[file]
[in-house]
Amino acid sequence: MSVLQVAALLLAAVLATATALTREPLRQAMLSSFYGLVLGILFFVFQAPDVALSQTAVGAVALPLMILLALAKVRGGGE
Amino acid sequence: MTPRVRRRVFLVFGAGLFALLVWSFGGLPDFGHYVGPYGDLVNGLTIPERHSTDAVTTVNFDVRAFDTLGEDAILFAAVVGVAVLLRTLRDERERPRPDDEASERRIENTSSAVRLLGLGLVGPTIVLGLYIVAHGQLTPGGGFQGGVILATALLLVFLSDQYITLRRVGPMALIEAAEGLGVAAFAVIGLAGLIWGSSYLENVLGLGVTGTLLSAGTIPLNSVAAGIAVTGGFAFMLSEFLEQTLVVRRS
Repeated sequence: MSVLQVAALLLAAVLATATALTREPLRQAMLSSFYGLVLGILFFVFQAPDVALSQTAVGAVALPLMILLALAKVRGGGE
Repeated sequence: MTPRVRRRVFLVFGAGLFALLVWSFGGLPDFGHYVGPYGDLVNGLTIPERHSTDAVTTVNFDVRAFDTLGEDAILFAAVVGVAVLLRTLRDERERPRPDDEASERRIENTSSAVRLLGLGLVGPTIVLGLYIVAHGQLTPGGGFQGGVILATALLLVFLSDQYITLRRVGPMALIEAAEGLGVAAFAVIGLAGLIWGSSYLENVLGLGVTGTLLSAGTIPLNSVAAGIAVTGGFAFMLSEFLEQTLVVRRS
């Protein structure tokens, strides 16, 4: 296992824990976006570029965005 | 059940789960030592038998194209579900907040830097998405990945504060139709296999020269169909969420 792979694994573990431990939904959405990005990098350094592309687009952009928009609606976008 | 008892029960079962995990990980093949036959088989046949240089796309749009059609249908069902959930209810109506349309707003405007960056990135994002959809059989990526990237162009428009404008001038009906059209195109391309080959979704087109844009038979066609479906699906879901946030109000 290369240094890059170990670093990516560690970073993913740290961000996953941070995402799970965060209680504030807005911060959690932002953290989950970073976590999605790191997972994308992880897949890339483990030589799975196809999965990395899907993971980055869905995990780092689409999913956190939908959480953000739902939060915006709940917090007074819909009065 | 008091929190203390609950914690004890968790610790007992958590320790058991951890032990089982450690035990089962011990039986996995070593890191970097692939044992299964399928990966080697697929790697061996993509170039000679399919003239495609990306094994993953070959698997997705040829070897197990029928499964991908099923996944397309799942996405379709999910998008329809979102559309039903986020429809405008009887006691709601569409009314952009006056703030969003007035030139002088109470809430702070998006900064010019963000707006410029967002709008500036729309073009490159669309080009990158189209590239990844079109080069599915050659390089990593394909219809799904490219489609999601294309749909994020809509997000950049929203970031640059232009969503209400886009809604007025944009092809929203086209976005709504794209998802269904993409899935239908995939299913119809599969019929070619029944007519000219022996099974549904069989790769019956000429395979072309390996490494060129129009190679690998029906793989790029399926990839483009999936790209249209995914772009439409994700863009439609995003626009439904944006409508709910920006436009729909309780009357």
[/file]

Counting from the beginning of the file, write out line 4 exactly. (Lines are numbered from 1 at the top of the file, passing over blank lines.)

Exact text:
Repeated sequence: MSVLQVAALLLAAVLATATALTREPLRQAMLSSFYGLVLGILFFVFQAPDVALSQTAVGAVALPLMILLALAKVRGGGE